For most healthy adults, the Department of Health and Human Services recommends these exercise guidelines:
- Aerobic activity.
Get at least 150 minutes of moderate aerobic activity a week. Or get at least 75 minutes of vigorous aerobic activity a week. You also can get an equal combination of moderate and vigorous activity. Aim to spread out this exercise over a few days or more in a week.
For even more health benefits, the guidelines suggest getting 300 minutes a week or more of moderate aerobic activity. Exercising this much may help with weight loss or keeping off lost weight. But even small amounts of physical activity can be helpful. Being active for short periods of time during the day can add up and have health benefits.
- Strength training.
Do strength training exercises for all major muscle groups at least two times a week. One set of each exercise is enough for health and fitness benefits. Use a weight or resistance level heavy enough to tire your muscles after about 12 to 15 repetitions.
Moderate aerobic exercise includes activities such as brisk walking, biking, swimming and mowing the lawn.
Vigorous aerobic exercise includes activities such as running, swimming laps, heavy yard work and aerobic dancing.
You can do strength training by using weight machines or weights, your own body weight, heavy bags or resistance bands. You also can use resistance paddles in the water or do activities such as rock climbing.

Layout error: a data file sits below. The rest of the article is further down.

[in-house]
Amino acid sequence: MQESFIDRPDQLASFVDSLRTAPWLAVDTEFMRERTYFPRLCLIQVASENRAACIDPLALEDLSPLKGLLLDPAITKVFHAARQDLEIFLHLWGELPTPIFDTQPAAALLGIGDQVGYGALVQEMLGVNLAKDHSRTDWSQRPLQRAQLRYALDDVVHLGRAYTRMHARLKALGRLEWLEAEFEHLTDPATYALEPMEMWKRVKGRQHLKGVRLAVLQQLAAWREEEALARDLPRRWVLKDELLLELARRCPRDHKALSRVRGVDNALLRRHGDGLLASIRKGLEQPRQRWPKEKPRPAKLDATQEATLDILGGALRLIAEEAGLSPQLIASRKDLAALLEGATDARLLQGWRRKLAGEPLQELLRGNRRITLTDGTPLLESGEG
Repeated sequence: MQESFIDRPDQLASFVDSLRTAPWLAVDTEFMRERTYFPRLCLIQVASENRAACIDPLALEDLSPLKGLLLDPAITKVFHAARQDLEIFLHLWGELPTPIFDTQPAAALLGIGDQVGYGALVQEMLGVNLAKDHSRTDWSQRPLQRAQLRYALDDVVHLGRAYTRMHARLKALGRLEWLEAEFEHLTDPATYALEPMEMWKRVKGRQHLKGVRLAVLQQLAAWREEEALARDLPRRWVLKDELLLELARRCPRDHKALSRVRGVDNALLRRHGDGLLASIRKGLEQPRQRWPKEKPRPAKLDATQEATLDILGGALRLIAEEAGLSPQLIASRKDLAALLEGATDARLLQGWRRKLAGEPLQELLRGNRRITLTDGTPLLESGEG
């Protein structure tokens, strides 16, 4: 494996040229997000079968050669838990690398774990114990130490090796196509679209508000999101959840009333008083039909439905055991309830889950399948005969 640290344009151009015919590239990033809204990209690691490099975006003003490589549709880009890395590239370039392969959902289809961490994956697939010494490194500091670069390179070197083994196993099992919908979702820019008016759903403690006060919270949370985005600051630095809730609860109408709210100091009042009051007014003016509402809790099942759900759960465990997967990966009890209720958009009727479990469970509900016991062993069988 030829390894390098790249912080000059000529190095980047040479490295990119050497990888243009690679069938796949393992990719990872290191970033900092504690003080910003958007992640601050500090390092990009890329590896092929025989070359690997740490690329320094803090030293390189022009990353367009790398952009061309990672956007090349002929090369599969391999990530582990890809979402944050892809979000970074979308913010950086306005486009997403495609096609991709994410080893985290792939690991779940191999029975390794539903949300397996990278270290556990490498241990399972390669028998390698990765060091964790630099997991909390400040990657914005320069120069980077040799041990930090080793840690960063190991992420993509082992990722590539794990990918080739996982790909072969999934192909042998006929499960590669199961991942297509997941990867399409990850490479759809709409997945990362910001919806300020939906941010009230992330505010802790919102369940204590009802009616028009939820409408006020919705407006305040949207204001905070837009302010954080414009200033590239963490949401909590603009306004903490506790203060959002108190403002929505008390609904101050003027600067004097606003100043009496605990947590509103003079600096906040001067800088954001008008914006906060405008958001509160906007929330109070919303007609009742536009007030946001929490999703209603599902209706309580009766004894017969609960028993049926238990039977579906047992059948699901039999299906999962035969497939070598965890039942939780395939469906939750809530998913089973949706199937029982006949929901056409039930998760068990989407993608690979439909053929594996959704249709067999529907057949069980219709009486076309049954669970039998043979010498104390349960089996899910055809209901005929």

As a general goal, aim for at least 30 minutes of moderate physical activity every day. If you want to lose weight, keep off lost weight or meet specific fitness goals, you may need to exercise more.
Cutting down on sitting time is important, too. The more hours you sit each day, the higher your risk of metabolic problems. Sitting too much can negatively affect your health and longevity, even if you get the minimum suggested amount of daily physical activity. And some research has found that people who've lost weight may be more likely to keep off the lost weight by sitting less during the day.
Short on long chunks of time? Even brief bouts of activity offer benefits. For instance, if you can't fit in one 30-minute walk during the day, try a few five-minute walks instead. Any activity is better than none at all. What's most important is making regular physical activity part of your lifestyle.
July 26, 2023
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See more Expert Answers
- Physical Activity Guidelines for Americans. 2nd ed. U.S. Department of Health and Human Services. https://health.gov/our-work/physical-activity/current-guidelines. Accessed June 15, 2021.
- AskMayoExpert. Physical activity (adult). Mayo Clinic; 2021.
- Tips for starting physical activity. National Institute of Diabetes and Digestive and Kidney Diseases. https://www.niddk.nih.gov/health-information/weight-management/tips-get-active/tips-starting-physical-activity. Accessed June 15, 2021.
- Roake J, et al. Sitting time, type, and context among long-term weight-loss maintainers. Obesity. 2021; doi:10.1002/oby.23148.
- Laskowski ER (expert opinion). Mayo Clinic. June 16, 2021.